From London to Edinburgh - the A1, Britain's longest road

Living History

From London to Edinburgh - the A1, Britain's longest road

Britain's longest road, the A1, reflects the historic coaching route once used by mail coaches between London, York and Edinburgh. For much of its route the A1 follows various branches of what was then known as the Great North Road. The A1 is 410 miles (660km) long - making it the UK's longest numbered road, designated by the Ministry of Transport in 1921.

For centuries, the route of the future A1 was essentially a series of mud tracks. Its main purpose was to carry heavy stagecoach traffic, which began in the late 18th century - with many once-important and historic towns on the way still possessing the former coaching inns at which travellers stayed during their journey, and the horses were refreshed.

Until the 1920's, Britain's roads were not numbered, but then the Ministry of Transport set to work allocating numbers to them. The A1 got prime billing as it connects English and Scottish capitals. Other principal routes out of London were then numbered sequentially in a clockwise direction, A2, A3, A4, A5 and A6. The A7, A8 and A9 are similarly allocated to roads around Edinburgh.

Despite being renamed, little actually changed for quite a while - the A1 remaining effectively a collection of local roads, except where bypasses were developed to relieve traffic from the worst congestion points. Following the Second World War, as road traffic grew and supplanted the former dominant railways, the A1 became overloaded, and developed a reputation for excessive delays and accidents.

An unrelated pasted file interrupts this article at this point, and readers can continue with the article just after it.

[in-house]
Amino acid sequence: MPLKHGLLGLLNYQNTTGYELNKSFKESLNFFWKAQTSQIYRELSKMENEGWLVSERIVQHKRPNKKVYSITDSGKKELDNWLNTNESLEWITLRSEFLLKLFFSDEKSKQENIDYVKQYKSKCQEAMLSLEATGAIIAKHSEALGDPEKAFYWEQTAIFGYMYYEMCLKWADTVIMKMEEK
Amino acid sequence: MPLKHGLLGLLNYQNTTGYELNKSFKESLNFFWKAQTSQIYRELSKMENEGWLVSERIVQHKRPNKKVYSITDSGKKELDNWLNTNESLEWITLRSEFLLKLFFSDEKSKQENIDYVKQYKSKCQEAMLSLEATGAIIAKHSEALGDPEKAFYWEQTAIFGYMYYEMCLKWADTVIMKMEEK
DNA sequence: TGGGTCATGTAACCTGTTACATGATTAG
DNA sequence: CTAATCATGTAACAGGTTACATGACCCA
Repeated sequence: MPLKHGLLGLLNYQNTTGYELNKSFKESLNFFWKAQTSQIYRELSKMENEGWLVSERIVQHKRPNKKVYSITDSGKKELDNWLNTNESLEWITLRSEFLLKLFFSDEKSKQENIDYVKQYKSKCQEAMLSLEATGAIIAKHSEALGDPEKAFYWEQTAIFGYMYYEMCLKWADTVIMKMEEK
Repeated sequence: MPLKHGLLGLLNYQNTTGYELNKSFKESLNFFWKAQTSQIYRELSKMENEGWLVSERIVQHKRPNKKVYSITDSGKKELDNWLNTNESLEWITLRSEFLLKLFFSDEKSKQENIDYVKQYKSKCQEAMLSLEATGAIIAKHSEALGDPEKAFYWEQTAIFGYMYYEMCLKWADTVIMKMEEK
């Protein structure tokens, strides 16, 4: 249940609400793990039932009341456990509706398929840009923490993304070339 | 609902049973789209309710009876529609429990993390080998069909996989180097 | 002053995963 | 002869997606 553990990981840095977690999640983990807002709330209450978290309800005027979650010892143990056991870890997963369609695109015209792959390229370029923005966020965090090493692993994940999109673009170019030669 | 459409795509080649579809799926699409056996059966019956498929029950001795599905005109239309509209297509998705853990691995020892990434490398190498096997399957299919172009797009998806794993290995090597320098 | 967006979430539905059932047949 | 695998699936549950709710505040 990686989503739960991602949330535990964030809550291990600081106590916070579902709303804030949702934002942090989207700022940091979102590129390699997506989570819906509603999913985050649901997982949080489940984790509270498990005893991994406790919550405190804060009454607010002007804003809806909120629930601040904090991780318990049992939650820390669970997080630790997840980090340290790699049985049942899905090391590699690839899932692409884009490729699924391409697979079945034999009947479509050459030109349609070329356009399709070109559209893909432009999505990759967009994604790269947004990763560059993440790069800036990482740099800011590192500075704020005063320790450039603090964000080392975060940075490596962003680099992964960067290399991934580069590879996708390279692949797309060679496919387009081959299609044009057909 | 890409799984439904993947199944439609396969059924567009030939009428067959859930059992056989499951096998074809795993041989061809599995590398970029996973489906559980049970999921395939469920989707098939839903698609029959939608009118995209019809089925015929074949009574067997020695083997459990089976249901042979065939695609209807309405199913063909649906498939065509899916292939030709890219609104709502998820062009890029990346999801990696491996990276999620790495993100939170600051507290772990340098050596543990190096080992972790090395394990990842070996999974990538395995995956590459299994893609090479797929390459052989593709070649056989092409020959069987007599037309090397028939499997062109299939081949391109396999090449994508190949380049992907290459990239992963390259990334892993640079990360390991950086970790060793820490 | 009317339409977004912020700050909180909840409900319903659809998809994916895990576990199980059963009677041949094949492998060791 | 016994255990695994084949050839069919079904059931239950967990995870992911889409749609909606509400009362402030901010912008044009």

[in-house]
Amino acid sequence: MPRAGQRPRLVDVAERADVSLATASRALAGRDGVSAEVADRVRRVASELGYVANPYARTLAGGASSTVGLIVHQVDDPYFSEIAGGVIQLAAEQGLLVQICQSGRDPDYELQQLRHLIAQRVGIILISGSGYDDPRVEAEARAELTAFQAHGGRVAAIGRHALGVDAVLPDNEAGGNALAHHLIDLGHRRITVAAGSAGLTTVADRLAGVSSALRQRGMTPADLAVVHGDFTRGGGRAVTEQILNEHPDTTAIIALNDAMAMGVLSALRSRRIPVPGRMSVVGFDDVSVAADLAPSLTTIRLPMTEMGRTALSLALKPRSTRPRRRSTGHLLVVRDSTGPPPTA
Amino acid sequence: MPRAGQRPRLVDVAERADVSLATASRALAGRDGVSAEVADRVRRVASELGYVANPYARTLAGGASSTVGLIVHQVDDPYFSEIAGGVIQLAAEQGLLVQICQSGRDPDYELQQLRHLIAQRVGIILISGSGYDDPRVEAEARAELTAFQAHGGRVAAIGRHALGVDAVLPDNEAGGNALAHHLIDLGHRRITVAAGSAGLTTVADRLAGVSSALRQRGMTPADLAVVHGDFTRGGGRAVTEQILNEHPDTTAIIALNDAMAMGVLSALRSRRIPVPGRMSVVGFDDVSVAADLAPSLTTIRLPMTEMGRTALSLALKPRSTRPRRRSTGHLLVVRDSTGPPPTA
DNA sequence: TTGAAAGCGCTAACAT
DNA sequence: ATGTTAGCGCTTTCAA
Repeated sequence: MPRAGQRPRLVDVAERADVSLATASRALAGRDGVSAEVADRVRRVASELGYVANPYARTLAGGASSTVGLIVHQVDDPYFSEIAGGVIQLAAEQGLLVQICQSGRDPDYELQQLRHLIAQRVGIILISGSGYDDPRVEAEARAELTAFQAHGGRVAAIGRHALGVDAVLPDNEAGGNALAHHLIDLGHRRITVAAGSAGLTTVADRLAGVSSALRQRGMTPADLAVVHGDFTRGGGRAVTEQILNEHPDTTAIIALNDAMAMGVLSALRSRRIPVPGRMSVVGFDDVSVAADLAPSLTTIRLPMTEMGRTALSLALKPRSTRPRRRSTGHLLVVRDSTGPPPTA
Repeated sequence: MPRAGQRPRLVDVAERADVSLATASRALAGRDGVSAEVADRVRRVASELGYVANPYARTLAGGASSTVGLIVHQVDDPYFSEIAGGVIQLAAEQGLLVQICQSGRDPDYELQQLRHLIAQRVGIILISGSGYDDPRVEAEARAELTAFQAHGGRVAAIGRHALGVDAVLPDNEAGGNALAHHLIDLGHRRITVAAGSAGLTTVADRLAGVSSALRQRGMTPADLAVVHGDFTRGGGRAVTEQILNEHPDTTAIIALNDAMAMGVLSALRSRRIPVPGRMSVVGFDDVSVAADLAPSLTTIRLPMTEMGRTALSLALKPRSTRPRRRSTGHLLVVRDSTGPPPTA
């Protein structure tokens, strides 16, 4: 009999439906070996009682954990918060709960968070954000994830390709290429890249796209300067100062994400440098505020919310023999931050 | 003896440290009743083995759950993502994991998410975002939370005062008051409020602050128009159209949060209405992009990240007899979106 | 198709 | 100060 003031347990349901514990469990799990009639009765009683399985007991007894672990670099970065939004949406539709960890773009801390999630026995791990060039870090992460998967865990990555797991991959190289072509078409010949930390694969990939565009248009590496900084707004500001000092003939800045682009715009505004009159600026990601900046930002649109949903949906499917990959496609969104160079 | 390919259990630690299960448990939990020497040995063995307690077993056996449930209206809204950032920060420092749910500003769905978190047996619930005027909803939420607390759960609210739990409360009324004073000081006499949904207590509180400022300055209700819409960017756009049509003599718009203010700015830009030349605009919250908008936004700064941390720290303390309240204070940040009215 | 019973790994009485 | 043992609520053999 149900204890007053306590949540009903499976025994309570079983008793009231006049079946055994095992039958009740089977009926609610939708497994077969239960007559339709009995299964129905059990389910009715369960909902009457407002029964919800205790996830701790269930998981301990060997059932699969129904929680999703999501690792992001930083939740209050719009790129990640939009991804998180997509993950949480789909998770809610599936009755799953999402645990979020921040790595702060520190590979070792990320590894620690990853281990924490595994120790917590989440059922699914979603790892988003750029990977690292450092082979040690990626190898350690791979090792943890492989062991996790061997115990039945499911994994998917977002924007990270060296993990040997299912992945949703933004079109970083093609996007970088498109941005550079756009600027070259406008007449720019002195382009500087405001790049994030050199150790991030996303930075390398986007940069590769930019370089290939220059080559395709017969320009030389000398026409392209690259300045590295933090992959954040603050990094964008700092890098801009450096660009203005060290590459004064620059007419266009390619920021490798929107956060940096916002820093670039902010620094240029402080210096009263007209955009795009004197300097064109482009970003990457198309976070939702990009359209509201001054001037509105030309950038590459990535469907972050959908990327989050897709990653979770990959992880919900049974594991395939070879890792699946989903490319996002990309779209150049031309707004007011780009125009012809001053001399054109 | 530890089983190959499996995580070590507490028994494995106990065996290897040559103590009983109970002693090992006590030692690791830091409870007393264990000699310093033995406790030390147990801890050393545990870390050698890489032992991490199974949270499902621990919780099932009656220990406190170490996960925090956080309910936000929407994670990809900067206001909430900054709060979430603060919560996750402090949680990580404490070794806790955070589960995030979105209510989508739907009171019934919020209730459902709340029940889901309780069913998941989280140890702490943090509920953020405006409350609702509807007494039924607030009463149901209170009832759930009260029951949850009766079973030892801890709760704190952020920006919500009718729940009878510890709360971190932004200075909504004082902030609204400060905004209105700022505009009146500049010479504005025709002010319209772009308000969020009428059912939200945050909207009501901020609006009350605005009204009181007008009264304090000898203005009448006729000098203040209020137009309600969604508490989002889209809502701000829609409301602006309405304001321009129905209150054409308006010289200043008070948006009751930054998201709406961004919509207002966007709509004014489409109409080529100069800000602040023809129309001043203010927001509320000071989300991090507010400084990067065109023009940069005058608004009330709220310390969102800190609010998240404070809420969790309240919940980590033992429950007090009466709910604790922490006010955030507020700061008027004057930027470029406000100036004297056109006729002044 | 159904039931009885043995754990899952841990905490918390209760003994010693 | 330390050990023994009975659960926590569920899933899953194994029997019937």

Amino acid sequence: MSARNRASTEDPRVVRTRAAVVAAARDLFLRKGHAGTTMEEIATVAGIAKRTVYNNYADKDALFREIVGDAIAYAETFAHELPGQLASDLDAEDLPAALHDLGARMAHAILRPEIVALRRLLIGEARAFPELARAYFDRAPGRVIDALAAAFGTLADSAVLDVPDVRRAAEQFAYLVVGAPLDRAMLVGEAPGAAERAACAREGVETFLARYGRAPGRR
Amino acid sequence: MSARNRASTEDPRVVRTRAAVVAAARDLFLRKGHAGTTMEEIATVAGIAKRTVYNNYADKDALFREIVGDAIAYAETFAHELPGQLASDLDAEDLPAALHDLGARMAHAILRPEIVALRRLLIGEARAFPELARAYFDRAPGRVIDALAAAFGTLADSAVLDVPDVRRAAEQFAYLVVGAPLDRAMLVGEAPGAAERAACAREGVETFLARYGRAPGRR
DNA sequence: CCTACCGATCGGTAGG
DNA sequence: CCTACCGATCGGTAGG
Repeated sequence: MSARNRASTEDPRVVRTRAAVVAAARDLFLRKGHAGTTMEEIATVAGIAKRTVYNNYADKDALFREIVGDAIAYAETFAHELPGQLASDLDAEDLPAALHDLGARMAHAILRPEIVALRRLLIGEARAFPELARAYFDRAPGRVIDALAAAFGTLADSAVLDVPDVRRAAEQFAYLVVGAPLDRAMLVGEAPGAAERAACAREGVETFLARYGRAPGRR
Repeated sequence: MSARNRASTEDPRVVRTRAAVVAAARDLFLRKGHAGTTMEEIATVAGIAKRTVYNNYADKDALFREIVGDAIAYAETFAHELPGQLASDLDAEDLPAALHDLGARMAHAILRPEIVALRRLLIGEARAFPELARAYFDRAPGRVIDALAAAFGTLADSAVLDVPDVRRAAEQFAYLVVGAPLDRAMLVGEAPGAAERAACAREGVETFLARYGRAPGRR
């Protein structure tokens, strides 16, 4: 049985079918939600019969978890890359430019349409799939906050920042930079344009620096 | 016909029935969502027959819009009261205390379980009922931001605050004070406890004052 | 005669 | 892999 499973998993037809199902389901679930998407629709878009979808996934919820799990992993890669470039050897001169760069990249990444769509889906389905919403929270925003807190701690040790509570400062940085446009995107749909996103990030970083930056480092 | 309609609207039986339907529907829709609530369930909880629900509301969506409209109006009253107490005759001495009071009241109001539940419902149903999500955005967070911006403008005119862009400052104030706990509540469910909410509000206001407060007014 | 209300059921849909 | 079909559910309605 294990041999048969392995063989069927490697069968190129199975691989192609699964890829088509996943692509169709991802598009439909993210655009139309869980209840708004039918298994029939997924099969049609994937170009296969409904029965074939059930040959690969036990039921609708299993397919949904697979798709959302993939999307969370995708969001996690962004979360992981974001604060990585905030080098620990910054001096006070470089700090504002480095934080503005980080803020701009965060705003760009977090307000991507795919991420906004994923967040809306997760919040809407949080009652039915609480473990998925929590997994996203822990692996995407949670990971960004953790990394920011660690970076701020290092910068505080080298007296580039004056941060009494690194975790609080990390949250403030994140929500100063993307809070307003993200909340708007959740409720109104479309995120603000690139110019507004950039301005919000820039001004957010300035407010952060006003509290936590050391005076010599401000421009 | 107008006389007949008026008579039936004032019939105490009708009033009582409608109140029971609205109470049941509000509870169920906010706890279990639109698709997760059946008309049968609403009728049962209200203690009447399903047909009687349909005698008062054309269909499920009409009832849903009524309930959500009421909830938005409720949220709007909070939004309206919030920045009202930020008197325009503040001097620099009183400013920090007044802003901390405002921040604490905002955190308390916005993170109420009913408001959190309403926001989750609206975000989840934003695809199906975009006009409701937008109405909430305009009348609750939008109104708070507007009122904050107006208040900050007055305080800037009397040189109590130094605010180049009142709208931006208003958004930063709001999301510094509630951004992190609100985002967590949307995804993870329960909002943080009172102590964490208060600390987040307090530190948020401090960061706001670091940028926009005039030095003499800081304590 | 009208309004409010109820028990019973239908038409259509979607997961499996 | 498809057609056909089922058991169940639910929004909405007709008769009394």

This was the prompt to construction of the motorway system of dedicated new roads in the most important corridors, and the first section of the M1 opened in 1959, following a rather different alignment to the original A1. As long distance traffic increased, the A1 itself was given an upgrade to motorway standard, with parts of it known as the A1 (M).

Though not as celebrated as some roads, like the American Route 66, there has been some cultural recognition of the A1, including the book written by Nigel Richardson, and illustrated by Jon Nicholson's photographs, recording their travel along Britain’s oldest and longest highway, and acknowledging its culture, history and terrain.

The Great North Road: Then and Now is the story of an intriguing trail of discovery for author Chris 'Wolfie' Cooper, who explores the original 400-mile route, including bygone carriageways and wayside rest houses of distant memory, and even parts which have now completely disappeared.

Further reading

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